-Foreign companies that operate in dollars or euros have to raise prices. Commodities tied to dollars or euros are always the first to rise. Oil is probably the most exposed to this as all Oil selling countries have to sell Oil in dollars.

    -After a week of rapid inflation, Shell raises it's prices, and...drumroll...SO DO ALL OTHER GAS STATIONS TIED TO IMPORTED OIL.

    It bothers me that people are always so quick to crucify companies (in this case oil companies) just because it is the popular thing to do. Those dirtbag Politicians in Argentina are no different than the dirtbag politicians we have here in the US. Their arguments consist of blaming anyone but themselves for domestic policy disasters. Just like Bush blamed Terrorists, Obama blamed Bush, and whoever comes next will blame Obama. Down there, they just say "Those damned European/American money grubbing corporations are doing this to us!" Sadly, like here in the US, the people there buy it hook line and sinker.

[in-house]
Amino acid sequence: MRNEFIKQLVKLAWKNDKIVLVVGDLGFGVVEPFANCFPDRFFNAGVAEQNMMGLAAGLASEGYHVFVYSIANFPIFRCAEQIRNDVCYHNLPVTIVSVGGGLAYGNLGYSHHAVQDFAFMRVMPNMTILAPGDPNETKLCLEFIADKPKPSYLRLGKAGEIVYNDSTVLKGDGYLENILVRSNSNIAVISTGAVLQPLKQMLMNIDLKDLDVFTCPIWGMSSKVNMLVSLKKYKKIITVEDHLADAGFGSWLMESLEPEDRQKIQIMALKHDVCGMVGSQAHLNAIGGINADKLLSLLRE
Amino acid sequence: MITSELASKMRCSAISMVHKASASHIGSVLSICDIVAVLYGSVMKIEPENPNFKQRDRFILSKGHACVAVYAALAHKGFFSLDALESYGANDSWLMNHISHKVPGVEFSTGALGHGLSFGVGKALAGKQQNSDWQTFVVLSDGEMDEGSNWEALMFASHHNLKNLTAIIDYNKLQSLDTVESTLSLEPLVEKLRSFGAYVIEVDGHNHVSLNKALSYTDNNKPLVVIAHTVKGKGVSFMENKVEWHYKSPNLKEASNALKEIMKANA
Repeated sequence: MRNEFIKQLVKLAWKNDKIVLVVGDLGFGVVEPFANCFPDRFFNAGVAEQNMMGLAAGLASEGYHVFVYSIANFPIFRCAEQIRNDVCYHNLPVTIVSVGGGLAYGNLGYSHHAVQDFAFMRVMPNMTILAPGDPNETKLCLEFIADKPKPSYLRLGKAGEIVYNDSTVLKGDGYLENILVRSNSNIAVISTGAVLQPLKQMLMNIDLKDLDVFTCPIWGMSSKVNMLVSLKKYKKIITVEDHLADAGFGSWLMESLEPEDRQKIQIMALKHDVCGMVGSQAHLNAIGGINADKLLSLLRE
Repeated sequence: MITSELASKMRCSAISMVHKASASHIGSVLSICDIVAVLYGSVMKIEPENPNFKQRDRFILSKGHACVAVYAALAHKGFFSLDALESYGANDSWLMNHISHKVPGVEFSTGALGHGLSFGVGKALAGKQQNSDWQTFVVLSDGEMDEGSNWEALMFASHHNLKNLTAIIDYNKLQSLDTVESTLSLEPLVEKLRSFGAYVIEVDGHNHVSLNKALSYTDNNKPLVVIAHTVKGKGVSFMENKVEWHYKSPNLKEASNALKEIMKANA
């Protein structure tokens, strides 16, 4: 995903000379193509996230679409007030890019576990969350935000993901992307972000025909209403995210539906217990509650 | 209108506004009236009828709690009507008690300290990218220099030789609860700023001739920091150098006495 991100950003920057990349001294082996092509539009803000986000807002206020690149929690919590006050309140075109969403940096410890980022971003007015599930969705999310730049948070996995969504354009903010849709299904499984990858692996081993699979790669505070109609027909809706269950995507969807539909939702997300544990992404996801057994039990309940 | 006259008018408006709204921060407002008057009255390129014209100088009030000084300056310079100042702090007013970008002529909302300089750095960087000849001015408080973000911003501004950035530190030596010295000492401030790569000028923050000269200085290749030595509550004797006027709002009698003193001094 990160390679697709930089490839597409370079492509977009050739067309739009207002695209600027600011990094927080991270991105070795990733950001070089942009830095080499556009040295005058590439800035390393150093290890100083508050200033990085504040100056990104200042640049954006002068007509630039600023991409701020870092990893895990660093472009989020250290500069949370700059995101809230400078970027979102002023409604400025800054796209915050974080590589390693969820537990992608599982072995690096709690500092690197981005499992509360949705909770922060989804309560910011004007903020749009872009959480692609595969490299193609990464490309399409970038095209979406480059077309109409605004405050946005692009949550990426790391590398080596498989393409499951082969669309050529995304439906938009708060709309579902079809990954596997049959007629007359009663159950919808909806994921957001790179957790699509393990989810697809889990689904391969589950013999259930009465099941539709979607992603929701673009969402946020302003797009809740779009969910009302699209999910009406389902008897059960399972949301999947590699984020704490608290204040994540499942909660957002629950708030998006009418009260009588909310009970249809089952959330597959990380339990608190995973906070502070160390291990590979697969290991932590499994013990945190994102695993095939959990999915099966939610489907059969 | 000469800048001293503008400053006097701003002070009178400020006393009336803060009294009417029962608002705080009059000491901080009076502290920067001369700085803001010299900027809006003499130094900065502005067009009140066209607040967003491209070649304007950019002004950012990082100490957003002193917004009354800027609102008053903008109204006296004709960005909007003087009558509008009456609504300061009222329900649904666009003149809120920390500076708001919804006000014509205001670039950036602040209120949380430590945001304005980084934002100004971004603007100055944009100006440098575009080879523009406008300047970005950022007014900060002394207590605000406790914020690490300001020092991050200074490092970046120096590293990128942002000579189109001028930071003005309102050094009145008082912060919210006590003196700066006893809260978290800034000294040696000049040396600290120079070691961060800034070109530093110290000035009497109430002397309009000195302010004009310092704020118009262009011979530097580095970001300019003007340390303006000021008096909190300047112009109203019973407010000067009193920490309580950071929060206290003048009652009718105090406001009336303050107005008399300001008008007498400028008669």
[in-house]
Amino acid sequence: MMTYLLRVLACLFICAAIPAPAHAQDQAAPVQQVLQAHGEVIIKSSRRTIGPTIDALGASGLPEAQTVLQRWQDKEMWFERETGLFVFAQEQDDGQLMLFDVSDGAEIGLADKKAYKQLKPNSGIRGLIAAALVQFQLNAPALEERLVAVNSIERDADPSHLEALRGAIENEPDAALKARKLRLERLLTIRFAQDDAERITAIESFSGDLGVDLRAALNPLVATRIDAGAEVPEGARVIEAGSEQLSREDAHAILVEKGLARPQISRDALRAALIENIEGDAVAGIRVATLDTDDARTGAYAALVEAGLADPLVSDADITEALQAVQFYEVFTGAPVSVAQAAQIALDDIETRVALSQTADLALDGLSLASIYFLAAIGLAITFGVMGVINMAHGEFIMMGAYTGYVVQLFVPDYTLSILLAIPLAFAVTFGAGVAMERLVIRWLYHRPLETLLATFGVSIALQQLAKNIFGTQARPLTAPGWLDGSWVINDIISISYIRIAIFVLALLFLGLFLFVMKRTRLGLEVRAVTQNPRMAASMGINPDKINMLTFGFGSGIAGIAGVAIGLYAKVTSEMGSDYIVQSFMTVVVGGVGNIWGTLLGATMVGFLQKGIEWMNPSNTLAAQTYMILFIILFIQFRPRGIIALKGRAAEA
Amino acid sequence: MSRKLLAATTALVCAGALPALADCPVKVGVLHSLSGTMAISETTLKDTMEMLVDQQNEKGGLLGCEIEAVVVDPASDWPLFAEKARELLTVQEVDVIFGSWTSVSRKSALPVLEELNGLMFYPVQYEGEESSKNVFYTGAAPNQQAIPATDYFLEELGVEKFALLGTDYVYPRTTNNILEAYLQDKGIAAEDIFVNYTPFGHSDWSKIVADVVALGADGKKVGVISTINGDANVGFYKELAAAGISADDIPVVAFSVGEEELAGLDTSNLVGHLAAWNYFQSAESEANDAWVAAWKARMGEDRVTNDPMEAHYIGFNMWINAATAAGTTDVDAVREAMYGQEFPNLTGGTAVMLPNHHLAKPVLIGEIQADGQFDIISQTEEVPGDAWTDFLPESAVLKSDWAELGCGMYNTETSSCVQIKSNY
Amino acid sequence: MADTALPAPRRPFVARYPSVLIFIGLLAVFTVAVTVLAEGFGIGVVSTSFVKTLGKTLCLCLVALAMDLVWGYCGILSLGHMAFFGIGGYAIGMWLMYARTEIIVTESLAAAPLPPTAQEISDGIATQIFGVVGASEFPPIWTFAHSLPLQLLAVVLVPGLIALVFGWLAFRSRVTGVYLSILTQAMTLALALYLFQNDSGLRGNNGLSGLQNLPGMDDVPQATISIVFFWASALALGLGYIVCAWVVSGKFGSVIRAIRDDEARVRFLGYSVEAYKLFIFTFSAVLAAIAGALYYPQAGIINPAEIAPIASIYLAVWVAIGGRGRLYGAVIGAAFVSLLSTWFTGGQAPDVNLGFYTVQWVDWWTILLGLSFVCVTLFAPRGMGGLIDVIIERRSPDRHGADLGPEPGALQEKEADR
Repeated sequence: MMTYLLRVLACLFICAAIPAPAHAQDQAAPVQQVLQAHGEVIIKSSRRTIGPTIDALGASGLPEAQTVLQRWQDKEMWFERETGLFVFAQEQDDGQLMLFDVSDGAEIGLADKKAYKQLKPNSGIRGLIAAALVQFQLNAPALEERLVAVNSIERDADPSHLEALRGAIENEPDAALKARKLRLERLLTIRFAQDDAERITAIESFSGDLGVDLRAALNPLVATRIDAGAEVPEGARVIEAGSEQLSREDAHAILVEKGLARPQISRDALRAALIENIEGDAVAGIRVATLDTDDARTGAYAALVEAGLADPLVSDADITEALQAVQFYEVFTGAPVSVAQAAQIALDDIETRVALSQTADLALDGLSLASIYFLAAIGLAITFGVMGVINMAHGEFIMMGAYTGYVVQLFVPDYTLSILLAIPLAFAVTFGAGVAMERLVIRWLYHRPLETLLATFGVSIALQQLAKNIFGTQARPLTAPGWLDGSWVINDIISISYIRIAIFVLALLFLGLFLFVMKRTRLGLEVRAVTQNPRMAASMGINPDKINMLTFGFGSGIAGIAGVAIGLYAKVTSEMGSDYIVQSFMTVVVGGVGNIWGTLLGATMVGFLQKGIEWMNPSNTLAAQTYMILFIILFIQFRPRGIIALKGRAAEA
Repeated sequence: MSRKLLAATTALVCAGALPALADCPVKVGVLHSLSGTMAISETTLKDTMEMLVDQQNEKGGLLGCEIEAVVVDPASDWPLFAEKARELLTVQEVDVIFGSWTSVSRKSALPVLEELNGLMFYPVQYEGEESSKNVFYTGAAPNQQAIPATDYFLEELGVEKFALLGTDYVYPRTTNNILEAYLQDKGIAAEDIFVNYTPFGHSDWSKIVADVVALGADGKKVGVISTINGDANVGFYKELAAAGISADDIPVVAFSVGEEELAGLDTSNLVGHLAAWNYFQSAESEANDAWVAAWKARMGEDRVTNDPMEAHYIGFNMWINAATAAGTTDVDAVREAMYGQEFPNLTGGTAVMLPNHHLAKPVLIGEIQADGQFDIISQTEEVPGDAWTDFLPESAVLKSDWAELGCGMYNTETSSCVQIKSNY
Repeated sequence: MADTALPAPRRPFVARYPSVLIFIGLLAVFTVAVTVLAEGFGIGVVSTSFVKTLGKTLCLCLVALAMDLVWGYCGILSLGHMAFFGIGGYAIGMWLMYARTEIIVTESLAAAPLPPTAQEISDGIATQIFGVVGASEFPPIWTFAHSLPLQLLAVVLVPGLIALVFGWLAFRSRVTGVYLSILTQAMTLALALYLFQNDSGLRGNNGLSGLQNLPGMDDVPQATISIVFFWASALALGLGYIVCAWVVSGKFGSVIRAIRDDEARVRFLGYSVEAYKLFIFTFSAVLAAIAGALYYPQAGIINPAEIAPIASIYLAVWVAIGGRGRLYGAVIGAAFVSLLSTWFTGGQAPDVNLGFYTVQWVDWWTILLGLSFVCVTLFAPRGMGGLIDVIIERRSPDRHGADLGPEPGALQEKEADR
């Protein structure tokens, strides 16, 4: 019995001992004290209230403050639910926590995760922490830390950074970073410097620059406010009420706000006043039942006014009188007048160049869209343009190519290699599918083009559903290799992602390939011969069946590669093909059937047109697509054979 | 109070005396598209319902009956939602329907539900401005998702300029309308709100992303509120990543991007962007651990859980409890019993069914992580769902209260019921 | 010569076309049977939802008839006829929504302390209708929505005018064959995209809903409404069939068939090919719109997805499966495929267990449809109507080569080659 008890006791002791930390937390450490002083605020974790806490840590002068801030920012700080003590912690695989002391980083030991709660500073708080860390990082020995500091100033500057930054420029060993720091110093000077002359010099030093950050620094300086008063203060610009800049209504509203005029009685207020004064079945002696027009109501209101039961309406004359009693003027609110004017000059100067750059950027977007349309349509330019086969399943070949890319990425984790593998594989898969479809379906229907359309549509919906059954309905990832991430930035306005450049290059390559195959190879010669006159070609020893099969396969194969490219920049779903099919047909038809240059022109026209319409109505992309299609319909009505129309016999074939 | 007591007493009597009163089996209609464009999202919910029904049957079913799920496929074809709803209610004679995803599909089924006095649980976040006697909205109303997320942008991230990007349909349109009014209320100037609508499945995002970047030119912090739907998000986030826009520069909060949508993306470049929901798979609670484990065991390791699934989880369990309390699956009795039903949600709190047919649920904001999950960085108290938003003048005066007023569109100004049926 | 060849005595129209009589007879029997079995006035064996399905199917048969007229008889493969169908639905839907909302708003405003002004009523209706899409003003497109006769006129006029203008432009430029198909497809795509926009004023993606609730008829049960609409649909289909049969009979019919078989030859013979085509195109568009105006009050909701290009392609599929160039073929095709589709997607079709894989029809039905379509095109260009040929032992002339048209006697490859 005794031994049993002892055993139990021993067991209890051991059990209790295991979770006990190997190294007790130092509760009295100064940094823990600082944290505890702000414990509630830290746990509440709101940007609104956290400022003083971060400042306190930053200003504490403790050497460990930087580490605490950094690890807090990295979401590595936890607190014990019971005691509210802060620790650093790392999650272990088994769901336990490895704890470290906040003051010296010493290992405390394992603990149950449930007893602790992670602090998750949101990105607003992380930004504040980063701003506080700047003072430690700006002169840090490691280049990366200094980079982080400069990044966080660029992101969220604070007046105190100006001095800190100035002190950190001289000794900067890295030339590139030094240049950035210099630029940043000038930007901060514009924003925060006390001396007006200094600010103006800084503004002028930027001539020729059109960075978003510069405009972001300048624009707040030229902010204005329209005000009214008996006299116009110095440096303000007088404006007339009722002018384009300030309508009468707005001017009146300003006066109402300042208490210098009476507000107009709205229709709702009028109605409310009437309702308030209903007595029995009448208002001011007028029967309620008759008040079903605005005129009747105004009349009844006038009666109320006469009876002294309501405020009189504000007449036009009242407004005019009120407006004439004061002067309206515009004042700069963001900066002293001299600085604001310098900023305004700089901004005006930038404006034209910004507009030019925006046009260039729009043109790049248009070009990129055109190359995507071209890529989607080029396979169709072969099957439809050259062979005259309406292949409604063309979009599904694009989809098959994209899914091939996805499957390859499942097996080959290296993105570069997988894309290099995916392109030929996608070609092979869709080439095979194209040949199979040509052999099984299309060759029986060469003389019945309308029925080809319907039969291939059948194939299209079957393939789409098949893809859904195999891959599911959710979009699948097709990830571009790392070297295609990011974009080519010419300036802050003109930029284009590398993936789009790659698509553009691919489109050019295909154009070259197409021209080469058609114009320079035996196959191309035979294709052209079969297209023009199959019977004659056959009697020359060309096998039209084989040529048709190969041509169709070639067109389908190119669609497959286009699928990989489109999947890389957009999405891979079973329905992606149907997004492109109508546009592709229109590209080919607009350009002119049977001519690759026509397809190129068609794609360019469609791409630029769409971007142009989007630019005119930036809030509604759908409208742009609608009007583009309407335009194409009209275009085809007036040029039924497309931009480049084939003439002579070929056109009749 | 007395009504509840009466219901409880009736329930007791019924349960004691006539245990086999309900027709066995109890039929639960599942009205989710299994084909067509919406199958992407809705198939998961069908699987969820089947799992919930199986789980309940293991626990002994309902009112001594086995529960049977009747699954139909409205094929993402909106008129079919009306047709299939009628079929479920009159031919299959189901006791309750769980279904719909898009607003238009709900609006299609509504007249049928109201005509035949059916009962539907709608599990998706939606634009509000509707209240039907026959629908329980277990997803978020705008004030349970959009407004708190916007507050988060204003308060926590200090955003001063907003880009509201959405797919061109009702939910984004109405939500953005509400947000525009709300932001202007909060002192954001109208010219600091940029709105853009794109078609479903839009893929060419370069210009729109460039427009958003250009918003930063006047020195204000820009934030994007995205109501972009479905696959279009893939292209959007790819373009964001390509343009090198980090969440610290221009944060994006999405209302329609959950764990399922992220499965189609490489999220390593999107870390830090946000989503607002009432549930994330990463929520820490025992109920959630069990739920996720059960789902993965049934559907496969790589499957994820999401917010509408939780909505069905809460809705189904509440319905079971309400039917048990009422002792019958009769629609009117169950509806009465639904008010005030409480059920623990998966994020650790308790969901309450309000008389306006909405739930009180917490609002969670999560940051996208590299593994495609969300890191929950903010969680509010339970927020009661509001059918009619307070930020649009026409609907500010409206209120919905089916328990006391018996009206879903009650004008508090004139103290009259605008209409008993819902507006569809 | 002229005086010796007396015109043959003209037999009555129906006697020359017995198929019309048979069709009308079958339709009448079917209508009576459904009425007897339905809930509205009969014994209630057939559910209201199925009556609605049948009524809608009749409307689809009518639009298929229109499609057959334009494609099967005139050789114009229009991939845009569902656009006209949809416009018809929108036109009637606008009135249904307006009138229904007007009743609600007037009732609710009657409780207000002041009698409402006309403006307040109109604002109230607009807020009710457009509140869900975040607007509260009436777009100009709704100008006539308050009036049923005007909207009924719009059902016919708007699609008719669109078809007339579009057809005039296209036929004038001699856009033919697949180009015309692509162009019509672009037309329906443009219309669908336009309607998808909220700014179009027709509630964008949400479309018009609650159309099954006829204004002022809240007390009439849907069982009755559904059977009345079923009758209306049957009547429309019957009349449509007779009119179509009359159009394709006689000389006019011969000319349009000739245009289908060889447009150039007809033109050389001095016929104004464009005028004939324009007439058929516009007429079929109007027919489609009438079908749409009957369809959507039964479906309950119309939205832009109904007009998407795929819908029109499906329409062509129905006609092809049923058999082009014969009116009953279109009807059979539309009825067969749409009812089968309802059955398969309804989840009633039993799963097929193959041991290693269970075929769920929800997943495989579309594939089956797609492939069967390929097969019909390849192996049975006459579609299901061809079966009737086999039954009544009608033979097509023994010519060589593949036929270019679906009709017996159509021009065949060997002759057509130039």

Sources - Reading the news, living in Argentina for a few years (2003 - 2005), and having a basic understanding of macro economics and currency valuations.
  • by brakarific (1974740) on Wednesday February 05, 2014 @11:42PM (#46170447)

    Obviously you don't know squat about my country's economy or the facts which led to this. Argentinian justice department was investigating a massive fraud commited mostly by US based companies sucha as Monsanto and Shell, and several international baks were impled in the maneuver, the HSBC to name one. This fire looks more a way to cover up for that fraud. If you'd like to exercise your memory, I recommend you to take a [url=http://en.wikipedia.org/wiki/Iron_Mountain_Incorporate]trip down Wikipedia lane[/url]. Iron Mountain has a long history of destroying their own facilites to safeguard their customer's data from Justice investigations.

    Shell is European. Yes they probably committed fraud in one form or another. Unfortunately, it is the fraud of your elected officials that is to blame for your overall problems right now in regards to your economy tanking. In classic political fashion they are blaming some foreign entity for your problems (all countries suffer from this sort of scapegoat shaming, not just Argentina).

Hackers of the world, unite!